Countless firearms, old and new, bear the marks, burrs and gouges that are the result of using the wrong tools for taking them apart. Here are several common gunsmithing mistakes to avoid.
In the interest of preventing this sort of thing, Kevin Muramatsu shares a few gunsmithing basics, from the most recent edition of the Gun Digest Book of Rimfire Rifles Assembly/Disassembly.
Screwdrivers: Always be sure the blade of the screwdriver exactly fits the slot in the screw head, both in thickness and in width. If you don’t have one that fits, grind or file the top until it does. You may ruin a few screwdrivers, but better them than the screws on a fine rifle.
A note on coin-slotted screws: Many action takedown screws and main stock retaining screws have slots designed for use with a coin, the theory being rthat a shooter in the field might not have a large screwdriver at hand, but would be likely to have pocket change. The slots in these screws are wider than normal, and the floor of the slots will be curved, to match the curve of a coin edge. It is possible, and advisable, for the gunsmith or advanced amateur to alter a large shop screwdriver to exactly fit these screws. In general, though, the following advice applies: Do not use an ordinary, unaltered large screwdriver on coin-slotted screws.
Slave pins: There are several references in this book to slave pins, and some non-gunsmith readers may not be familiar with the term. A slave pin is simply a short length of rod stock (in some cases, a section of a nail will do) which is used to keep two parts, or a part and a spring, together during reassembly. The slave pin must be very slightly smaller in diameter than the hole in the part, so it will push out easily as the original pin is driven in to retain the part. When making the slave pin, its length should be slightly less than the width of the part in which it is being used, and the ends of the pin should be rounded or beveled.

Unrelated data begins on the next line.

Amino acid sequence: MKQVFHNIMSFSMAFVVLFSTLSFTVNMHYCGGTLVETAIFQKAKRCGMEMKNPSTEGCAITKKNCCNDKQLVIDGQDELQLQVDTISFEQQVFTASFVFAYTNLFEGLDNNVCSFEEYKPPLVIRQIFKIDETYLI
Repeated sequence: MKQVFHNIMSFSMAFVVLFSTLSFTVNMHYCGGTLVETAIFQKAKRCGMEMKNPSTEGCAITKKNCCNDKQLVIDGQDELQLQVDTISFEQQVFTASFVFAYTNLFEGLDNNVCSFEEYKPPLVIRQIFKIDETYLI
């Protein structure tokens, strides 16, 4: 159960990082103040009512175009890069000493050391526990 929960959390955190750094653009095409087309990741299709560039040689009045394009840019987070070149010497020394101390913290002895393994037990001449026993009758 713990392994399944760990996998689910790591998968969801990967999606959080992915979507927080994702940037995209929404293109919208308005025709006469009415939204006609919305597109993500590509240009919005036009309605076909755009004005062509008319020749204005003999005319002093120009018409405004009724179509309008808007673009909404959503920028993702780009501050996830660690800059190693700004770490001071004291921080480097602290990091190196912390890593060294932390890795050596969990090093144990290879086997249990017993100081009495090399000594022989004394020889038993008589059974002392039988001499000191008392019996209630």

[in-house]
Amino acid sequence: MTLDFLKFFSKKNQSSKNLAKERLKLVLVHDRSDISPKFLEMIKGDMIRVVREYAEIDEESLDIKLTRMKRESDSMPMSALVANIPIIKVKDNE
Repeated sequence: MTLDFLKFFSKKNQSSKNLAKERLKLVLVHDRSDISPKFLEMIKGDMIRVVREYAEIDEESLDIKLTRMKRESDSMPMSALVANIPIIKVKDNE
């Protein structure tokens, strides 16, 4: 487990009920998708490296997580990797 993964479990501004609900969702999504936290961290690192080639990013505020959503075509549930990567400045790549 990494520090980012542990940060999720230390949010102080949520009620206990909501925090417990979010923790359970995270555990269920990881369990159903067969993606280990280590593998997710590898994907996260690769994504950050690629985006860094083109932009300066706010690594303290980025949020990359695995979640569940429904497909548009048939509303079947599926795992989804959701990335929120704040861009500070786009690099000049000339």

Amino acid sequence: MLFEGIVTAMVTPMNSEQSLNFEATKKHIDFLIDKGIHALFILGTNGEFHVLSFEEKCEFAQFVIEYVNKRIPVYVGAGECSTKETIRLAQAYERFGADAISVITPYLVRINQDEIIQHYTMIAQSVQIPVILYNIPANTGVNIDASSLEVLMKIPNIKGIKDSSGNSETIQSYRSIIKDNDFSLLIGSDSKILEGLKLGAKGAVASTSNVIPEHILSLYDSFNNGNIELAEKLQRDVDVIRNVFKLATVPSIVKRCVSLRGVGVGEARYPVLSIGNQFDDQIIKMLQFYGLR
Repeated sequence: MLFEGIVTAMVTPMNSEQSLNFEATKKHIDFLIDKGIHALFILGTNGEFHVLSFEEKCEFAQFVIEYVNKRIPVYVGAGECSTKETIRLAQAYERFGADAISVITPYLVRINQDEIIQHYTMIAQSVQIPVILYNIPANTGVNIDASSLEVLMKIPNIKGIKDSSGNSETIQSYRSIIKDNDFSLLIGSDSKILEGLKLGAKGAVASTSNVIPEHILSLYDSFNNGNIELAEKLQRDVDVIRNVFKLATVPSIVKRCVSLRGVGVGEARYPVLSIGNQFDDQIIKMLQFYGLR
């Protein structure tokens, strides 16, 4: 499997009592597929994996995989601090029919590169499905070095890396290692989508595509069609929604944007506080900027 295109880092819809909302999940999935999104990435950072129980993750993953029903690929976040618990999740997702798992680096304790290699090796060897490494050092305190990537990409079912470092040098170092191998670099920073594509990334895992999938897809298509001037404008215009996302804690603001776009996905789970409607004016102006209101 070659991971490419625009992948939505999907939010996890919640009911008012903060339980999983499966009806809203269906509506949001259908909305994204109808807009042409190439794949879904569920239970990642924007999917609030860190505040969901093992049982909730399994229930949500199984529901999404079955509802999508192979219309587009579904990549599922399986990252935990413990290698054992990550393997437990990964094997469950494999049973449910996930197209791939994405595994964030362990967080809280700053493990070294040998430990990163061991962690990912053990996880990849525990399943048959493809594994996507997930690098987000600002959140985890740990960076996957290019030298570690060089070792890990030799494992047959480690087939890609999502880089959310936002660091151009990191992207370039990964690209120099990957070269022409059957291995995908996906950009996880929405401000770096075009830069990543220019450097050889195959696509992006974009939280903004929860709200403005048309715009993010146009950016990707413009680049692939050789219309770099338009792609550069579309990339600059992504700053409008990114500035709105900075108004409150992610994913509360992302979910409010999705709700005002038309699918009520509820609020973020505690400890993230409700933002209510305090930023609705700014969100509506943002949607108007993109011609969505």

Sights: Nearly all dovetail-mounted sights are drifted out toward the right, using a nylon, aluminum, or brass drift punch.
One last tip: In gunsmithing, brute force is the enemy. If it doesn't come out with a light tap, there is probably a good reason – like a set screw, or you are trying to tap it out the wrong way. “Getting a bigger hammer” is generally not the solution in a gunsmithing situation.